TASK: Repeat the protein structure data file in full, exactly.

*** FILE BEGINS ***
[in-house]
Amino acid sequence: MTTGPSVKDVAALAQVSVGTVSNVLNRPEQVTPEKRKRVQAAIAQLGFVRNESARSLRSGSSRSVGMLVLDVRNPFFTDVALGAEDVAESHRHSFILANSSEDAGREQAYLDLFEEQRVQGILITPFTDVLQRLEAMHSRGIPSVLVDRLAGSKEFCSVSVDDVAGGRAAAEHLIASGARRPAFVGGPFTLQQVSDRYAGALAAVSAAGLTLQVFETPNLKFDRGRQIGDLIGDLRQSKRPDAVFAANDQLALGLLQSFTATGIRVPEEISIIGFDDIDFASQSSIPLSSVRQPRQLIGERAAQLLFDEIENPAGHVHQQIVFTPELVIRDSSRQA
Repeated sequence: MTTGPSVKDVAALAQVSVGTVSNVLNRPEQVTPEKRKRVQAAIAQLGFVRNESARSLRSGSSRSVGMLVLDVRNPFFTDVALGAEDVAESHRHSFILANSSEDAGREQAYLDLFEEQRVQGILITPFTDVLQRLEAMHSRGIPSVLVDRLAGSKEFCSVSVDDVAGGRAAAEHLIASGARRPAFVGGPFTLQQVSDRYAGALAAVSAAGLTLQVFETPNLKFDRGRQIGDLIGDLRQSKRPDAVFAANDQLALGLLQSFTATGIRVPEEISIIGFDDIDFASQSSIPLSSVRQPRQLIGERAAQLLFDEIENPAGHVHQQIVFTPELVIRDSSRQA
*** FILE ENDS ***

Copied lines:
[in-house]
Amino acid sequence: MTTGPSVKDVAALAQVSVGTVSNVLNRPEQVTPEKRKRVQAAIAQLGFVRNESARSLRSGSSRSVGMLVLDVRNPFFTDVALGAEDVAESHRHSFILANSSEDAGREQAYLDLFEEQRVQGILITPFTDVLQRLEAMHSRGIPSVLVDRLAGSKEFCSVSVDDVAGGRAAAEHLIASGARRPAFVGGPFTLQQVSDRYAGALAAVSAAGLTLQVFETPNLKFDRGRQIGDLIGDLRQSKRPDAVFAANDQLALGLLQSFTATGIRVPEEISIIGFDDIDFASQSSIPLSSVRQPRQLIGERAAQLLFDEIENPAGHVHQQIVFTPELVIRDSSRQA
Repeated sequence: MTTGPSVKDVAALAQVSVGTVSNVLNRPEQVTPEKRKRVQAAIAQLGFVRNESARSLRSGSSRSVGMLVLDVRNPFFTDVALGAEDVAESHRHSFILANSSEDAGREQAYLDLFEEQRVQGILITPFTDVLQRLEAMHSRGIPSVLVDRLAGSKEFCSVSVDDVAGGRAAAEHLIASGARRPAFVGGPFTLQQVSDRYAGALAAVSAAGLTLQVFETPNLKFDRGRQIGDLIGDLRQSKRPDAVFAANDQLALGLLQSFTATGIRVPEEISIIGFDDIDFASQSSIPLSSVRQPRQLIGERAAQLLFDEIENPAGHVHQQIVFTPELVIRDSSRQA